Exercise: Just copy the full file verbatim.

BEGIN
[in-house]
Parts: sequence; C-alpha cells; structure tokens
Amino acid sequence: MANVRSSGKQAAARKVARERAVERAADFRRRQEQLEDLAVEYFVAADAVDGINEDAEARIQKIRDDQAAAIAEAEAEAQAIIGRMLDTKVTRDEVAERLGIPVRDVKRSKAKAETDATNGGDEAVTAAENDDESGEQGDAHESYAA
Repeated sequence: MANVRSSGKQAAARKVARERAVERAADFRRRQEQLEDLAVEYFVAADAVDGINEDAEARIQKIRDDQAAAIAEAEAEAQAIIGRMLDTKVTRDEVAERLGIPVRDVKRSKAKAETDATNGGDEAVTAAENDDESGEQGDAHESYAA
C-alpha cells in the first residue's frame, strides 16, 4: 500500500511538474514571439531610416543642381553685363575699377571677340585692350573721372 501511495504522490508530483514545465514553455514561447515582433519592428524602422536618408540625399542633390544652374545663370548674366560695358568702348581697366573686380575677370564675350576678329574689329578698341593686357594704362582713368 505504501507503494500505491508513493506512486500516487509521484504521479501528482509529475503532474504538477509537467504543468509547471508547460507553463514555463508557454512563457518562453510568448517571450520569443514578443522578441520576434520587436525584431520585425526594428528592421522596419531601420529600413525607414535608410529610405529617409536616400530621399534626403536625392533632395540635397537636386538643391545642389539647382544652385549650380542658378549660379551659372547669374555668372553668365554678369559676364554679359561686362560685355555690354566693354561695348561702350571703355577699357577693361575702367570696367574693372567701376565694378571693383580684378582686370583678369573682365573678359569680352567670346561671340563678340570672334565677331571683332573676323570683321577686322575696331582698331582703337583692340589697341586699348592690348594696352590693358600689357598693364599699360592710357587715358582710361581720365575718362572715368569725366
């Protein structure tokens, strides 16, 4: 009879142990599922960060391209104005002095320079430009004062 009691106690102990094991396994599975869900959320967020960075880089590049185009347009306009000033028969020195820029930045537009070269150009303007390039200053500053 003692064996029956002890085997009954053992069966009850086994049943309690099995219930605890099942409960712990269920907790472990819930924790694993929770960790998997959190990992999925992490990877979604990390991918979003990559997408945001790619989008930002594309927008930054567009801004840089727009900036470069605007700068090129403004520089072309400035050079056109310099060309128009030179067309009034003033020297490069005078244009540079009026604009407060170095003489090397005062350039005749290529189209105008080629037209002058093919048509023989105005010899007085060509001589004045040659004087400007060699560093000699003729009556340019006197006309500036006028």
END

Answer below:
[in-house]
Parts: sequence; C-alpha cells; structure tokens
Amino acid sequence: MANVRSSGKQAAARKVARERAVERAADFRRRQEQLEDLAVEYFVAADAVDGINEDAEARIQKIRDDQAAAIAEAEAEAQAIIGRMLDTKVTRDEVAERLGIPVRDVKRSKAKAETDATNGGDEAVTAAENDDESGEQGDAHESYAA
Repeated sequence: MANVRSSGKQAAARKVARERAVERAADFRRRQEQLEDLAVEYFVAADAVDGINEDAEARIQKIRDDQAAAIAEAEAEAQAIIGRMLDTKVTRDEVAERLGIPVRDVKRSKAKAETDATNGGDEAVTAAENDDESGEQGDAHESYAA
C-alpha cells in the first residue's frame, strides 16, 4: 500500500511538474514571439531610416543642381553685363575699377571677340585692350573721372 501511495504522490508530483514545465514553455514561447515582433519592428524602422536618408540625399542633390544652374545663370548674366560695358568702348581697366573686380575677370564675350576678329574689329578698341593686357594704362582713368 505504501507503494500505491508513493506512486500516487509521484504521479501528482509529475503532474504538477509537467504543468509547471508547460507553463514555463508557454512563457518562453510568448517571450520569443514578443522578441520576434520587436525584431520585425526594428528592421522596419531601420529600413525607414535608410529610405529617409536616400530621399534626403536625392533632395540635397537636386538643391545642389539647382544652385549650380542658378549660379551659372547669374555668372553668365554678369559676364554679359561686362560685355555690354566693354561695348561702350571703355577699357577693361575702367570696367574693372567701376565694378571693383580684378582686370583678369573682365573678359569680352567670346561671340563678340570672334565677331571683332573676323570683321577686322575696331582698331582703337583692340589697341586699348592690348594696352590693358600689357598693364599699360592710357587715358582710361581720365575718362572715368569725366
């Protein structure tokens, strides 16, 4: 009879142990599922960060391209104005002095320079430009004062 009691106690102990094991396994599975869900959320967020960075880089590049185009347009306009000033028969020195820029930045537009070269150009303007390039200053500053 003692064996029956002890085997009954053992069966009850086994049943309690099995219930605890099942409960712990269920907790472990819930924790694993929770960790998997959190990992999925992490990877979604990390991918979003990559997408945001790619989008930002594309927008930054567009801004840089727009900036470069605007700068090129403004520089072309400035050079056109310099060309128009030179067309009034003033020297490069005078244009540079009026604009407060170095003489090397005062350039005749290529189209105008080629037209002058093919048509023989105005010899007085060509001589004045040659004087400007060699560093000699003729009556340019006197006309500036006028």